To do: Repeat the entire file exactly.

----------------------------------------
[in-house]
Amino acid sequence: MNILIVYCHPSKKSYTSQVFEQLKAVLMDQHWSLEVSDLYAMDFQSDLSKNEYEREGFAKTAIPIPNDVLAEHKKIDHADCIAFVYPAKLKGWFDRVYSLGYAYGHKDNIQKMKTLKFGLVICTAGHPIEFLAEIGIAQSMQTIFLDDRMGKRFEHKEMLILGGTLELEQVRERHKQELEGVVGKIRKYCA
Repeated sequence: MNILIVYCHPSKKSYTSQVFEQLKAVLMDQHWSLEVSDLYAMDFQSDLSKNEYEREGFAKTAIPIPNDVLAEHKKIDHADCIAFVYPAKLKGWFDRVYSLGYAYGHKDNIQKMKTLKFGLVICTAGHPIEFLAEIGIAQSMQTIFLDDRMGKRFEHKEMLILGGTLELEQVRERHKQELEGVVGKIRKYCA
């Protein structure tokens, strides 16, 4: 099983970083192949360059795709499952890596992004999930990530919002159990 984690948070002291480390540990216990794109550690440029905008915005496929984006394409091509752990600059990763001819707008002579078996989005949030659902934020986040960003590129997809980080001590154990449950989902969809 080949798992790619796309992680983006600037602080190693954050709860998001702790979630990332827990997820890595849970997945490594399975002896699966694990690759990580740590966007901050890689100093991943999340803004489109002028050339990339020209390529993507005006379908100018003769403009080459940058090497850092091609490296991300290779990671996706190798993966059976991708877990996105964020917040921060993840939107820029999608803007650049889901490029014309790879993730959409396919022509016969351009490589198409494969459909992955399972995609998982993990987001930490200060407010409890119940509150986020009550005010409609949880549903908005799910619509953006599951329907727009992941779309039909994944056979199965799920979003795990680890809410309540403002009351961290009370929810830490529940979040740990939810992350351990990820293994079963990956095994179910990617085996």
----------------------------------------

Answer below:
[in-house]
Amino acid sequence: MNILIVYCHPSKKSYTSQVFEQLKAVLMDQHWSLEVSDLYAMDFQSDLSKNEYEREGFAKTAIPIPNDVLAEHKKIDHADCIAFVYPAKLKGWFDRVYSLGYAYGHKDNIQKMKTLKFGLVICTAGHPIEFLAEIGIAQSMQTIFLDDRMGKRFEHKEMLILGGTLELEQVRERHKQELEGVVGKIRKYCA
Repeated sequence: MNILIVYCHPSKKSYTSQVFEQLKAVLMDQHWSLEVSDLYAMDFQSDLSKNEYEREGFAKTAIPIPNDVLAEHKKIDHADCIAFVYPAKLKGWFDRVYSLGYAYGHKDNIQKMKTLKFGLVICTAGHPIEFLAEIGIAQSMQTIFLDDRMGKRFEHKEMLILGGTLELEQVRERHKQELEGVVGKIRKYCA
């Protein structure tokens, strides 16, 4: 099983970083192949360059795709499952890596992004999930990530919002159990 984690948070002291480390540990216990794109550690440029905008915005496929984006394409091509752990600059990763001819707008002579078996989005949030659902934020986040960003590129997809980080001590154990449950989902969809 080949798992790619796309992680983006600037602080190693954050709860998001702790979630990332827990997820890595849970997945490594399975002896699966694990690759990580740590966007901050890689100093991943999340803004489109002028050339990339020209390529993507005006379908100018003769403009080459940058090497850092091609490296991300290779990671996706190798993966059976991708877990996105964020917040921060993840939107820029999608803007650049889901490029014309790879993730959409396919022509016969351009490589198409494969459909992955399972995609998982993990987001930490200060407010409890119940509150986020009550005010409609949880549903908005799910619509953006599951329907727009992941779309039909994944056979199965799920979003795990680890809410309540403002009351961290009370929810830490529940979040740990939810992350351990990820293994079963990956095994179910990617085996």